I’m sure this more likely innocent explanation would not even occur to him – and that is symptomatic of how the media, in general, have treated Trump from day one.
    The reporting from many media – NYT, WaPo, MSNBC and CNN most of all was far more certain in its accusations than most of the above makes out, which is the reason they are so culpable. The minimisation and obfuscation in trying to justify the painfully one-sided reportage which has now been shown (provisionally) to be misguided and false really leaves little hope that the necessary self-reflection on the part of the media will occur.
    Remember there have been dozens (over 50) of news stories over the last 2 years that have had to be retracted for being wrong – every single one of them pointing to Trump being guilty. All prominent in the reporting and hidden in the retraction.
    As I replied to Blazer yesterday, I have no time for Trump and his boorishness, but it’s hard not to have sympathy given the relentlessness of the so far unfounded attacks on him since before the election.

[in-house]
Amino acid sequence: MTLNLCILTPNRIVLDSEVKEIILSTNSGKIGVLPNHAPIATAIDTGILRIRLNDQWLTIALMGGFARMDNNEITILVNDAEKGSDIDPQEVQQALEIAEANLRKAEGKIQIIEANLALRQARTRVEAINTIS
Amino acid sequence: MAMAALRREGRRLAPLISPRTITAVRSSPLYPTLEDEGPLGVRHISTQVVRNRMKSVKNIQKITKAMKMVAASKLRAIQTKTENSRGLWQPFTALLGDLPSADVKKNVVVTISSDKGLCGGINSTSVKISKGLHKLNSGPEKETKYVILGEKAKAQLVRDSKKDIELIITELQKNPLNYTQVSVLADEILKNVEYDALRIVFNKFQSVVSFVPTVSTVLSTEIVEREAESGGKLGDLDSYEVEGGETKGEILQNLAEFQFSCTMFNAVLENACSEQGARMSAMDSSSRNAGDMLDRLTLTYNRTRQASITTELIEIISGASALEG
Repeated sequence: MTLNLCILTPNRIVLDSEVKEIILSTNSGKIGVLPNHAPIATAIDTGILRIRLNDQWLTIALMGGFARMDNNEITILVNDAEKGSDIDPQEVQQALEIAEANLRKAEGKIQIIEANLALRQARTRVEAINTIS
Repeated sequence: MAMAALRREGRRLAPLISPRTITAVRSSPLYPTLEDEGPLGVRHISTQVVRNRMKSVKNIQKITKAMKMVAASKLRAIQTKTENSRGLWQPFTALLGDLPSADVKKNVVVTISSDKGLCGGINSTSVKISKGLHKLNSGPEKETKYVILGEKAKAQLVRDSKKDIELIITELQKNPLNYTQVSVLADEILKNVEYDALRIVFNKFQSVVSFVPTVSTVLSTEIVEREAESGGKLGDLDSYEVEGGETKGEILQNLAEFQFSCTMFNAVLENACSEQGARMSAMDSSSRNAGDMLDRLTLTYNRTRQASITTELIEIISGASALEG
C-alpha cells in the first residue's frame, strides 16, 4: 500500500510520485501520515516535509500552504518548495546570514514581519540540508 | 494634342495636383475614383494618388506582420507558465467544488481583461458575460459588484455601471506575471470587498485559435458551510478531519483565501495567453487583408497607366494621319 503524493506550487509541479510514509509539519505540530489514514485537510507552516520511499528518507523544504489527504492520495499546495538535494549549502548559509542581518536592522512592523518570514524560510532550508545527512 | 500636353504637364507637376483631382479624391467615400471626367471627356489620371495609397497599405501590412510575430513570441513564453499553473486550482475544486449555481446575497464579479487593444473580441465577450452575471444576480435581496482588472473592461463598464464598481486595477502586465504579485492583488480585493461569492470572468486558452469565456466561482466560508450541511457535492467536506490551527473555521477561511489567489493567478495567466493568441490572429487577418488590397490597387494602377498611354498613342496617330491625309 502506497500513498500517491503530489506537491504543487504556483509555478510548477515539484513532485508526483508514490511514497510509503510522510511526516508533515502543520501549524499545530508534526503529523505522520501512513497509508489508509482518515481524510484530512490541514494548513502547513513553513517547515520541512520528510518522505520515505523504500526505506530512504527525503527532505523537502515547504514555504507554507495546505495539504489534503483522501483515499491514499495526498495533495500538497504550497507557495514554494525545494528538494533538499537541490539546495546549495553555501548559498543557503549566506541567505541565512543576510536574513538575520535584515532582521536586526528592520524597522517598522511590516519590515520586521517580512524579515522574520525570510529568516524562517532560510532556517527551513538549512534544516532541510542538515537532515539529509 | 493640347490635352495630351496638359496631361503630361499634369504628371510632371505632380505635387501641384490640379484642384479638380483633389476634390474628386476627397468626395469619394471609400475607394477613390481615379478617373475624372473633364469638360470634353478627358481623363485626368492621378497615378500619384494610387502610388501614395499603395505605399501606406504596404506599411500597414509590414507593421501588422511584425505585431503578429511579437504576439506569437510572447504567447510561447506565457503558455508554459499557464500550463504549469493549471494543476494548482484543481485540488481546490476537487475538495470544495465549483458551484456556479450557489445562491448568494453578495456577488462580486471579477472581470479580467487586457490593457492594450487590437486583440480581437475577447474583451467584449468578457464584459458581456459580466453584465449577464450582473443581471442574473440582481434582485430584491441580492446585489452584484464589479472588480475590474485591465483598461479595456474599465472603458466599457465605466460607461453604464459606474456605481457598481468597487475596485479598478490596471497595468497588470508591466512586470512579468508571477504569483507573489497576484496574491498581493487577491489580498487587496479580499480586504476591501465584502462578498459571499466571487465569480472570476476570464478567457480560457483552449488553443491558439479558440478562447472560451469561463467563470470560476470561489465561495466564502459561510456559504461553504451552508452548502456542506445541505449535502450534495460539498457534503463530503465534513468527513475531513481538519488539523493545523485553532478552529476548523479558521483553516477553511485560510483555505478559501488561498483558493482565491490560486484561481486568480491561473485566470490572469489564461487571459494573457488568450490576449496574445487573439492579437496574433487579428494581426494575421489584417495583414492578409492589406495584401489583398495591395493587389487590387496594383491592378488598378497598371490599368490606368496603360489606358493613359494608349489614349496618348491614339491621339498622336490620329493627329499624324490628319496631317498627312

The Matt Taibbi piece sums it up well.

  4. duperez

     /  26th March 2019

    The biggest con of the generation could be around the ‘fake news’ label. As AW said, Trump (and anyone) has the right to defend himself from false political attacks.

    When there’s been a clear strategy to put out false information and an obvious campaign to have the media undermined with the world sceptical and untrusting of it, there will be some unwanted consequences. It’s a feral world. Propagating that then bitching about getting washed away in the tide is a bit rich.

    Maybe Rich Lowry should note the adage, ‘beware those calling others obsessed & hysterical.’ A tide he helped create sweeps away. A pity he lost his mirror way back.